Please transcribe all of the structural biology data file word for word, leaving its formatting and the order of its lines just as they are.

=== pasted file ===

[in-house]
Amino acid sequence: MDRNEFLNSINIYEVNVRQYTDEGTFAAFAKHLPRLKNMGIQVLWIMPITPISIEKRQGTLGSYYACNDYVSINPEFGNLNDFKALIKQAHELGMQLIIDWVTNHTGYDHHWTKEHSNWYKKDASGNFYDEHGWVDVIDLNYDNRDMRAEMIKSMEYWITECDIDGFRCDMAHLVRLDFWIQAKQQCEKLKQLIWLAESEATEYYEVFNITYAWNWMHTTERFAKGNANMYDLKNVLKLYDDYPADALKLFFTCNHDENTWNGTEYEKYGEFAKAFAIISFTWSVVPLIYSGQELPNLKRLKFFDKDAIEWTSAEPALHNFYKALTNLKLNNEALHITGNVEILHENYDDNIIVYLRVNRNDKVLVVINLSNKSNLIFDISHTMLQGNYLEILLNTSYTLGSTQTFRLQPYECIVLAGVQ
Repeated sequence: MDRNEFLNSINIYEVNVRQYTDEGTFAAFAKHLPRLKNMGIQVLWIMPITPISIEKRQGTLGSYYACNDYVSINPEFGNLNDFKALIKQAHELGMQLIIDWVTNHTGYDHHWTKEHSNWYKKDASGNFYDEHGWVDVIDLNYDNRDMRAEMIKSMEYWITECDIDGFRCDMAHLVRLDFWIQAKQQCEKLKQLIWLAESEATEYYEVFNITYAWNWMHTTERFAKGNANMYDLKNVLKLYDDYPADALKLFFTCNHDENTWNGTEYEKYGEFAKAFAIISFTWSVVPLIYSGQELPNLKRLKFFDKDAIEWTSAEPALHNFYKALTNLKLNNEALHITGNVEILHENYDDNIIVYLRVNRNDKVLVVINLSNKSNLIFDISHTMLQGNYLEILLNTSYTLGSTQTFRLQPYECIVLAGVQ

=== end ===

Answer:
[in-house]
Amino acid sequence: MDRNEFLNSINIYEVNVRQYTDEGTFAAFAKHLPRLKNMGIQVLWIMPITPISIEKRQGTLGSYYACNDYVSINPEFGNLNDFKALIKQAHELGMQLIIDWVTNHTGYDHHWTKEHSNWYKKDASGNFYDEHGWVDVIDLNYDNRDMRAEMIKSMEYWITECDIDGFRCDMAHLVRLDFWIQAKQQCEKLKQLIWLAESEATEYYEVFNITYAWNWMHTTERFAKGNANMYDLKNVLKLYDDYPADALKLFFTCNHDENTWNGTEYEKYGEFAKAFAIISFTWSVVPLIYSGQELPNLKRLKFFDKDAIEWTSAEPALHNFYKALTNLKLNNEALHITGNVEILHENYDDNIIVYLRVNRNDKVLVVINLSNKSNLIFDISHTMLQGNYLEILLNTSYTLGSTQTFRLQPYECIVLAGVQ
Repeated sequence: MDRNEFLNSINIYEVNVRQYTDEGTFAAFAKHLPRLKNMGIQVLWIMPITPISIEKRQGTLGSYYACNDYVSINPEFGNLNDFKALIKQAHELGMQLIIDWVTNHTGYDHHWTKEHSNWYKKDASGNFYDEHGWVDVIDLNYDNRDMRAEMIKSMEYWITECDIDGFRCDMAHLVRLDFWIQAKQQCEKLKQLIWLAESEATEYYEVFNITYAWNWMHTTERFAKGNANMYDLKNVLKLYDDYPADALKLFFTCNHDENTWNGTEYEKYGEFAKAFAIISFTWSVVPLIYSGQELPNLKRLKFFDKDAIEWTSAEPALHNFYKALTNLKLNNEALHITGNVEILHENYDDNIIVYLRVNRNDKVLVVINLSNKSNLIFDISHTMLQGNYLEILLNTSYTLGSTQTFRLQPYECIVLAGVQ